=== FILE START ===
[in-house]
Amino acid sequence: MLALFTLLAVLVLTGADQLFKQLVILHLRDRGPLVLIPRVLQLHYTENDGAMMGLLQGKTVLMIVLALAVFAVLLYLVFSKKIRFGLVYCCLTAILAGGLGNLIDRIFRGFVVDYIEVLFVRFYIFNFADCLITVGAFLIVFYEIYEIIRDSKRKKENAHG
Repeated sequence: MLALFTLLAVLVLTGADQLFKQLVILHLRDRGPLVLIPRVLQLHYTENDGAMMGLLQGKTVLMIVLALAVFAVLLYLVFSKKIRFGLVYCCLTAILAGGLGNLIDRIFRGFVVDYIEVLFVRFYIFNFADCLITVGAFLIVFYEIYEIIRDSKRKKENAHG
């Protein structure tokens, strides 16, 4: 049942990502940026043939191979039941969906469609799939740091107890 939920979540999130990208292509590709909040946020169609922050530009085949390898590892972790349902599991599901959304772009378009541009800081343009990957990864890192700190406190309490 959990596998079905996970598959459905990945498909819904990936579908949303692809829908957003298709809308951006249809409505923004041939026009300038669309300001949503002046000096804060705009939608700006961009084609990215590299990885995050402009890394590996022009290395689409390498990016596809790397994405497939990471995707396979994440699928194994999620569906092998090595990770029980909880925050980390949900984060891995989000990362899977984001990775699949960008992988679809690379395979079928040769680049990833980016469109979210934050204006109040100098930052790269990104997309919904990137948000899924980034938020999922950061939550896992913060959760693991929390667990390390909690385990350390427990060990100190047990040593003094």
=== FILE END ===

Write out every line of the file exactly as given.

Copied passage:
[in-house]
Amino acid sequence: MLALFTLLAVLVLTGADQLFKQLVILHLRDRGPLVLIPRVLQLHYTENDGAMMGLLQGKTVLMIVLALAVFAVLLYLVFSKKIRFGLVYCCLTAILAGGLGNLIDRIFRGFVVDYIEVLFVRFYIFNFADCLITVGAFLIVFYEIYEIIRDSKRKKENAHG
Repeated sequence: MLALFTLLAVLVLTGADQLFKQLVILHLRDRGPLVLIPRVLQLHYTENDGAMMGLLQGKTVLMIVLALAVFAVLLYLVFSKKIRFGLVYCCLTAILAGGLGNLIDRIFRGFVVDYIEVLFVRFYIFNFADCLITVGAFLIVFYEIYEIIRDSKRKKENAHG
């Protein structure tokens, strides 16, 4: 049942990502940026043939191979039941969906469609799939740091107890 939920979540999130990208292509590709909040946020169609922050530009085949390898590892972790349902599991599901959304772009378009541009800081343009990957990864890192700190406190309490 959990596998079905996970598959459905990945498909819904990936579908949303692809829908957003298709809308951006249809409505923004041939026009300038669309300001949503002046000096804060705009939608700006961009084609990215590299990885995050402009890394590996022009290395689409390498990016596809790397994405497939990471995707396979994440699928194994999620569906092998090595990770029980909880925050980390949900984060891995989000990362899977984001990775699949960008992988679809690379395979079928040769680049990833980016469109979210934050204006109040100098930052790269990104997309919904990137948000899924980034938020999922950061939550896992913060959760693991929390667990390390909690385990350390427990060990100190047990040593003094």